Lower Your Handicap this Summer
By Vinnie Manginelli, PGA
Improving your game has become a year-round endeavor, and finding time to focus on whatever ails your swing, your short game or even your physical fitness isn’t always easy.
So, what happens when you find yourself in a bit of a slump? What can you do during the peak playing season when you just can’t lower your scores? Waiting for winter is out of the question for many parts of the United States, so here are 5 tips to help reduce your handicap this summer:
Get custom fit for clubs
Golf equipment and today’s custom fitting technology have become so intricate that there is a set of clubs out there with YOUR name on it. They have the right shaft flex, length, torque and weight, and are properly assembled with the precise loft and lie that meet your skill level and body type.
Taking time to see your local PGA Professional and upgrade your game to a new set of golf clubs can help you stripe the ball like never before. If hitting a Major League fastball with a Wiffle Ball bat seems unfair, give yourself every advantage and fill your bag with properly-fit equipment that gives you every opportunity to achieve your goals.
Find Time to Work on Your Short Game and Putting
If you’ve ever spoken to a PGA Coach, then emphasizing the importance of short game and putting is not new to you. Your finesse shots around the green are the ultimate equalizer to that errant drive or lackluster approach shot. Chipping it close and putting it out will help you forget about that lost ball, penalty stroke or wayward tee shot.
If you’re like most amateur golfers, you have a limited amount of time to practice. A half hour after work, an hour after your kid’s soccer game or even a day off to get 18 holes in at your local course or club is all you could muster over a week or two. If this sounds familiar, then it’s imperative that you maximize your practice time to work on the essential aspects of the game that will have the biggest impact on your scores. That means short game and putting - 75-80 percent of your time should be spent on or around the practice greens and short game area.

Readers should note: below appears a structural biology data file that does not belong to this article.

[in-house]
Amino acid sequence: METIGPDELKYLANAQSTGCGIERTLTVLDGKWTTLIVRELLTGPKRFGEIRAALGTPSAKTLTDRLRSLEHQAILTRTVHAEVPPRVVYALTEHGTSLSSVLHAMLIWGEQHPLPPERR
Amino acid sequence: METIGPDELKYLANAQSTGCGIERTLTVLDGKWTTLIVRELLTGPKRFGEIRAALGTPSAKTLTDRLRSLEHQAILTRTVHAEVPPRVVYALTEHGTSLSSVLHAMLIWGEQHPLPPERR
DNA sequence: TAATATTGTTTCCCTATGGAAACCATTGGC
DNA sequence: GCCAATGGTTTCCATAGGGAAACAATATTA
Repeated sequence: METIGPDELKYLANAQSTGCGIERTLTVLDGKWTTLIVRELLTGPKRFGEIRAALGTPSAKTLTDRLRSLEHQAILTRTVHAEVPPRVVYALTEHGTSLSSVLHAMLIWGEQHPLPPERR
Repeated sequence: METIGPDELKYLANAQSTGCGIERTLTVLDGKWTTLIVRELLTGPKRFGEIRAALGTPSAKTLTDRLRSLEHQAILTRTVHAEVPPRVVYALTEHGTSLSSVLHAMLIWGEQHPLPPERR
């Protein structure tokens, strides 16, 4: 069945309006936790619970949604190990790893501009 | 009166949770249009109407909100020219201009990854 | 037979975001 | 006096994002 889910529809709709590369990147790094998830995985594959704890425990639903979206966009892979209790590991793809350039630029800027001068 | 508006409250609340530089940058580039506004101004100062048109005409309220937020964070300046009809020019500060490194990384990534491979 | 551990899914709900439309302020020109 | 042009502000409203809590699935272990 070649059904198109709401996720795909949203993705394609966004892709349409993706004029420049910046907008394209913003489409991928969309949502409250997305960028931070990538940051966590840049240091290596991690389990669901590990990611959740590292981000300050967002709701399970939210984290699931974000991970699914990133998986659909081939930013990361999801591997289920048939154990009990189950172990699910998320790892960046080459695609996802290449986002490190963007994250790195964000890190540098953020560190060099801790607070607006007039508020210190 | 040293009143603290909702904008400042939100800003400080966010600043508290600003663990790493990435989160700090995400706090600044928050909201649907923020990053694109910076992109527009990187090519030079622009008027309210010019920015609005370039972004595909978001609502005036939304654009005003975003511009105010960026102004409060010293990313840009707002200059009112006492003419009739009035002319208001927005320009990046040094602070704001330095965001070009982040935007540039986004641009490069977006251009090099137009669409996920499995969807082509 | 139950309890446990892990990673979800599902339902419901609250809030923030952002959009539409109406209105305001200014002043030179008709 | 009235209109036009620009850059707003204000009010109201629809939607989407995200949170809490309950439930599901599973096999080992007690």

Concentrate on 100 yards and In
Remember that last perfect drive you hit? It split the fairway, leaving you a mere 85 yards to the green? Unfortunately, your 56 degree wedge either went left, right, came up short into the wind or spun so much after hitting the green that the ball retreated right off the front.
Improving these scoring shots will reduce the number of strokes it takes to get on the green, and by hitting the ball closer to the hole from within 100 yards, your putts will be shorter and more makeable, reducing the number of putts on your card, instantly lowering your scores.
Play with Better Players
Golf is a game with never-ending challenges. A round of golf is like 18 consecutive hurdles that we have to leap - one after the next after the next after the next. However, it’s easy to get complacent on the course, and lose concentration, especially when playing with friends or new golfers who’ve got nothing on your skills.
Playing with better players will make you better. What better challenge than within your own foursome? You’ll be more focused and regimented in your routines, and won’t have the distractions of helping your friends find their balls in the rough, woods or water.
Play, Play, Play
There’s no earth-shattering, game-changing message here. Play the game! The more holes you play, the more you’ll learn about your game and abilities, your yardages, your strengths and your weaknesses. The time will come when you won’t risk it all for that almost impossible shot, instead patiently awaiting those few holes that are set up just perfectly for your ball flight and improving set of skills.